I think that is gone with George Bush in 2008. THe good news is the dual core pair is already hear and ready to run. Give them a try-no downside, albeit a good bit of heat. That is something I will need to work on, but....
    Reply
  • peufeu - Monday, May 09, 2005 - link

    I forgot to mention... gentoo linux ;) Reply
  • peufeu - Monday, May 09, 2005 - link

    Dual CPUs to compensate for the inept MS Windows.
    Interesting.

    I'm torturing a webserver I just wrote, on my laptop. It's in Python. Right now it's serving about 2000 requests per second with 1000 concurrent connections.

    I don't even notice it's running. The CPU gauge is at 100%, so what ? Nothing special. As reactive as usual. It doesn't swap. The harddisk even put itself in standby....

    Go, bill, go !


    Reply
  • shady28 - Sunday, April 17, 2005 - link


    Making special tests just for these processors seems a bit contrived to me. In particular, comparing dual core processors to a Pentium 4 with HT disabled, in a multithreading/multitasking benchmark, is just plane lame.

    I would have been a lot more interested in seeing how dual core compares in multitasking vs dual opterons or dual Xeons. Right now it looks like dual core is slower at doing one task at a time, suprisingly not that much faster at doing two tasks at a time than HT Pentium 4s. The only exceptions were the off the wall tests done at the end.

    Since these new 'benchmarks' are made to simulate 'real life use', does that mean that all Anand's previous reviews were bogus?

    Reply
  • JimGunn - Wednesday, April 13, 2005 - link

    I think I will want one of these for my next video editing & encoding workstation. Will come in handy for HDV post I am sure! Reply
  • BoBOh - Monday, April 11, 2005 - link

    Where are the code compile tests. We're not all gamers, some are software developers! :)

    BoB
    Reply
  • warath - Friday, April 08, 2005 - link

    I can't wait to see 64-bit dual cores! :) Reply
  • WoodenPupa - Thursday, April 07, 2005 - link

    Well, I'm not a tech whiz like everyone else here, but here's my 2 centavos...

    I can attest to the fact that every machine I ever buy, I bring it to its knees. I usually wait several generations before I upgrade in order to get a more profound effect. Yet that strategy doesn't seem to matter because no matter how fast my computer is, I find that my NORMAL computing habits end up crushing the CPU and everything else.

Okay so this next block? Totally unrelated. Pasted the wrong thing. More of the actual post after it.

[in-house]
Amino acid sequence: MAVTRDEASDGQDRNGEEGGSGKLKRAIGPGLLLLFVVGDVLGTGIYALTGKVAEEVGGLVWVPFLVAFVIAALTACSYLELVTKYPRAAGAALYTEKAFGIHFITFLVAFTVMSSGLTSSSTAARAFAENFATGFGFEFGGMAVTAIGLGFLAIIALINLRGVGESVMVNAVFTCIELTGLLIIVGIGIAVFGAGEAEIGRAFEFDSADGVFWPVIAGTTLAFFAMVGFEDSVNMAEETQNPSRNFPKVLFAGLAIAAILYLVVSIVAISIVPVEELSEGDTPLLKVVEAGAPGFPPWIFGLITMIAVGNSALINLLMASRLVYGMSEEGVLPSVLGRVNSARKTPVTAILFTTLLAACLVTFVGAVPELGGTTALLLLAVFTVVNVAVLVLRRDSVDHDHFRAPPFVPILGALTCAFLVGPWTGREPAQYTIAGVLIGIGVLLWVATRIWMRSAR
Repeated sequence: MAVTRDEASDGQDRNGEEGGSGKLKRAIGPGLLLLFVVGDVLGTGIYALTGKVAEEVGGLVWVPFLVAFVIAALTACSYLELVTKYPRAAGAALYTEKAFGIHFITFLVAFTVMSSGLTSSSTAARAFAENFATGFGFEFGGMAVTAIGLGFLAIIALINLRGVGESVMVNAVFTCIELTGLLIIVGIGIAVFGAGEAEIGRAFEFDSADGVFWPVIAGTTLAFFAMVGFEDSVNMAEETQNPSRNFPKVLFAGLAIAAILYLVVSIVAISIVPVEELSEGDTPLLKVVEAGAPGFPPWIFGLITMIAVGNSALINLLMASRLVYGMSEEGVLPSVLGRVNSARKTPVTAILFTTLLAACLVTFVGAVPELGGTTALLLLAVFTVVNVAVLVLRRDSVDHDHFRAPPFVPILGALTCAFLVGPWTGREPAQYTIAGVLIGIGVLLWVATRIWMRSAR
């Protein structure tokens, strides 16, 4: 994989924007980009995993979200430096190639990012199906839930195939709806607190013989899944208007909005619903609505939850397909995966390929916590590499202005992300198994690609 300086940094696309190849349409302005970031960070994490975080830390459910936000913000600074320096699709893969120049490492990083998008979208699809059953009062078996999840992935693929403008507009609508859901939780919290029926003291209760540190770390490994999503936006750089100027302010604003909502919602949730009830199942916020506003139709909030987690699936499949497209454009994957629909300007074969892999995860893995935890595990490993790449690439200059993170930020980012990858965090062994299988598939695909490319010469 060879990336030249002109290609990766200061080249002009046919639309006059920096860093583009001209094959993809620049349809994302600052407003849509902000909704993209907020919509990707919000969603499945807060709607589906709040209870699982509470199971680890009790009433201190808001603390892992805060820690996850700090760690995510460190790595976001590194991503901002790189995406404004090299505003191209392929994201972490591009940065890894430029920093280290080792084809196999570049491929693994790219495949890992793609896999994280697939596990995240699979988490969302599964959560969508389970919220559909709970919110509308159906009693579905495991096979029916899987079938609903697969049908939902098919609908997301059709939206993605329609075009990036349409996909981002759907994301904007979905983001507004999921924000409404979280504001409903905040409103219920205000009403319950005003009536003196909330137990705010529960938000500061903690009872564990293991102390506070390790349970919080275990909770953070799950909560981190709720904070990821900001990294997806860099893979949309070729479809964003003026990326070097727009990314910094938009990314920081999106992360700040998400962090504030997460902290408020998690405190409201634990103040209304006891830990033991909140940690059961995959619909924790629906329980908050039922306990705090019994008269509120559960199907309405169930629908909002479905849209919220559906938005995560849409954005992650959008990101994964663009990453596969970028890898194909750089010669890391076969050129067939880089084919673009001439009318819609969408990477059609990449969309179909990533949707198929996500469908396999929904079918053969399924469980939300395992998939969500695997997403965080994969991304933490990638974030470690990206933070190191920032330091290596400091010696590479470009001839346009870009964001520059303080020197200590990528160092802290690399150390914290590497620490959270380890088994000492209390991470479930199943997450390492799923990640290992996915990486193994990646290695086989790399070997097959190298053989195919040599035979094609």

I use Cool Edit Pro and some other audio programs, and I am also a chess player, and like to anyalyze games in the background with Fritz or Chessbase, both of which allow for gigantic hash tables. So as a typical case I like to do wave transforms and chess analysis as background items while I compose e-mails or use Word for more serious writing. Naturally I like to listen to music at the same time, but usually I have to give that up. Needless to say, all of this stuff cripples my computer---I'm due for an upgrade, I know---my box is a 2.53 GHz P4, 1 GB of Rambus 800 (no groaning, please), a GF4 ti 4600, 120 GB HD, I'm not even sure what the cache on that is, I don't think it's 8 or 5 MB---feels more like 2.

    I usually end up quitting the Chess program or the Mp3 player---once in a while I can do all of this stuff concurrently if the wave transforms on cool edit aren't too complex, and I minimize the hash tables on the chess program.

    Ideally I want everything to be instantaneous, but...:) Anyway, from what it sounds like, I need a dual or even quad processor setup. Because even with all the above mentioned programs running, I can think of more I would like to add. I'm a monster multitasker and really like to kick a computer right in the face, to show it who's boss. I'm tired of winning, though---I'd love it if one day the computer just scoffed at everything I threw at it. Sadly, I don't think it'll happen in my lifetime.

    Should I upgrade to a dual core, or should I save and get a true multi-CPU Mobo like a quad Xeon??
    Reply

Log in

Don't have an account? Sign up now